The pool area is massive, and nicely apportioned into three separate pools: teaching, shallow and deep. I thought I was coming to a 50m pool (which I love) but today the boom was up, and the deep bit, laned for swimming, was only about 25m (and deep, obviously). I take a look around. Christ on a stick, it ain’t pretty. You know corrugated cardboard? The way you can force it into wave shapes? That’s what the ceiling looks like, same colour, a horrible browny beige, and texture. (I saw a whole art exhibition made from that stuff, last summer. Loads and loads of it, curling into mazes. It was less interesting than it sounds.) One wall by the deep pool is the same material, bowed back as if we’re on the outside of a tunnel, with, nice touch, mould crawling up it. Great clumps of black mould flowering slowly up the wall – you can even see it on the photo above! How shit is that! It’s enough to make me want to get my marigolds on and get scrubbing. (It’s not. Somebody should be paid to clean it. If GLL are looking for someone, I can recommend the person who cleans their changing rooms.) On another wall a long line of kayaks are propped up, like an instillation, putting some vibrant plastic colours into a dirty-colour space. Little bits of light float in through the condensation on the windows. It’s one of those condensation days.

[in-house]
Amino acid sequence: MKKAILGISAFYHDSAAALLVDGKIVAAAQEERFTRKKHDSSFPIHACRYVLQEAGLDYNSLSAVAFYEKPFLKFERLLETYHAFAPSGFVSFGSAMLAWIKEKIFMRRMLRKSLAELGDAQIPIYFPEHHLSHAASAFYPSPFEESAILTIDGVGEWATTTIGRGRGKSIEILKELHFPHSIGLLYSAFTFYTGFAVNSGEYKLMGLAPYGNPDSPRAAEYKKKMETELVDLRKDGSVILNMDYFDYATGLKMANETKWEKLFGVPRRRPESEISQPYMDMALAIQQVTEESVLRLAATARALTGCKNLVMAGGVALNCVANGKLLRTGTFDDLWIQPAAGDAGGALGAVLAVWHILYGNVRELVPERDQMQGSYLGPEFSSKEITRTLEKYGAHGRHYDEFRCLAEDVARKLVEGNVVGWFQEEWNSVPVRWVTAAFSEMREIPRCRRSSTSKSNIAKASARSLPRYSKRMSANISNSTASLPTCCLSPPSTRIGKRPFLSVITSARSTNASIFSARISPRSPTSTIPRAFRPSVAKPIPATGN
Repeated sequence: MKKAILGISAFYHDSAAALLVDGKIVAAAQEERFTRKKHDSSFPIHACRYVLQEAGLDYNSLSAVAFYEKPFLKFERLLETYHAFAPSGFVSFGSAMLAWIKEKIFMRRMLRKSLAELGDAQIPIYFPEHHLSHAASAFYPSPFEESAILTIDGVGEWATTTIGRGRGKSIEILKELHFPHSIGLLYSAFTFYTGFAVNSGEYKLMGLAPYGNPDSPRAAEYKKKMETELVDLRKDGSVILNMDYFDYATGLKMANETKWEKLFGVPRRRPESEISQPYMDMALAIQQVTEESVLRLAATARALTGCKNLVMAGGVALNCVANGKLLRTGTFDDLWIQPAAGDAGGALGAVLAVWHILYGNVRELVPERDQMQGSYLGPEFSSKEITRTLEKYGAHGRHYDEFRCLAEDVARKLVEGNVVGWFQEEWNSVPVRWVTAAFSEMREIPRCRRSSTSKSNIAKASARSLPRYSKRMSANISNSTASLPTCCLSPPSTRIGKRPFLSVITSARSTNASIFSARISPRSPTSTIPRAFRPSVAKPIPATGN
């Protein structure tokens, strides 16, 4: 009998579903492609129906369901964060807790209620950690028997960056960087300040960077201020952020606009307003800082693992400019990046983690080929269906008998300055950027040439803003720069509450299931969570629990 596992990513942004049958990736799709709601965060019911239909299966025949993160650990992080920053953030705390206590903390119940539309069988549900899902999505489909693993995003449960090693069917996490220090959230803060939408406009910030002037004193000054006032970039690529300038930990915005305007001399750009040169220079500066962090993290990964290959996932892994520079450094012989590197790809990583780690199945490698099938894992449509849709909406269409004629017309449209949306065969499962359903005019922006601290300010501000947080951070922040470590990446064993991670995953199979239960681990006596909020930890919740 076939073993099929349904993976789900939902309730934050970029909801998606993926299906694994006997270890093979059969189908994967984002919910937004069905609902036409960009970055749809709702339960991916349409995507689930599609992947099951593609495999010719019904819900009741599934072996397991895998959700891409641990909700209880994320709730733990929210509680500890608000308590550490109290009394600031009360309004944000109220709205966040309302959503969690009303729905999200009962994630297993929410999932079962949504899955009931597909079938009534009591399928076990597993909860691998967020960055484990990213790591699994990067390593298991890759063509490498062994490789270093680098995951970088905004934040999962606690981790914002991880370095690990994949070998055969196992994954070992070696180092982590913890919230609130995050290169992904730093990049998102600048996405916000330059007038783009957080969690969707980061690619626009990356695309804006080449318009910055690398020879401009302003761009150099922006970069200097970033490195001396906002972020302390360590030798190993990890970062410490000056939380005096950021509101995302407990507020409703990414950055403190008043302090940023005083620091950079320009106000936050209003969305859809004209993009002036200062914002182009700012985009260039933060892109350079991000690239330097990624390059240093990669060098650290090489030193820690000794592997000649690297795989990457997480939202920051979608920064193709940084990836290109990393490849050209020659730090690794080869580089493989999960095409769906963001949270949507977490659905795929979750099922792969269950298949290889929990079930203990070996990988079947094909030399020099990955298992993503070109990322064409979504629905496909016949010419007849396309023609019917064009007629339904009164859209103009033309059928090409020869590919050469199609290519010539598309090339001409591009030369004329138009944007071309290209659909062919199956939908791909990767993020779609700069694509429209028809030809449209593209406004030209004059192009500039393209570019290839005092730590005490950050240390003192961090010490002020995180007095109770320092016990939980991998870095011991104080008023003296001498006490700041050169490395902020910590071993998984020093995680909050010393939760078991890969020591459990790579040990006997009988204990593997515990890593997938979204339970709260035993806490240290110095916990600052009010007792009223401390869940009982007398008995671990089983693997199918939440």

I get in. Lane MAYHEM. A big group of men in the water, dotted all over the place REGARDLESS OF SPEED OR ABILITY. I despair, silently, then tick myself off for my own intolerance. Fuck it’s tiresome being me, constantly trying to moderate my natural mean-spiritedness, I can’t imagine why you’re all still reading. In the far lane, there are three women swimming and I head there. I can’t see a clock, so I decide to swim for as long as that woman who got in just ahead of me. I say I can’t see a clock. I can’t see bloody anything. The water is so murky and milk-churny and hot, I feel like giving up before I’ve started. I can’t do that, I have a stroke to practice. Ready steady go.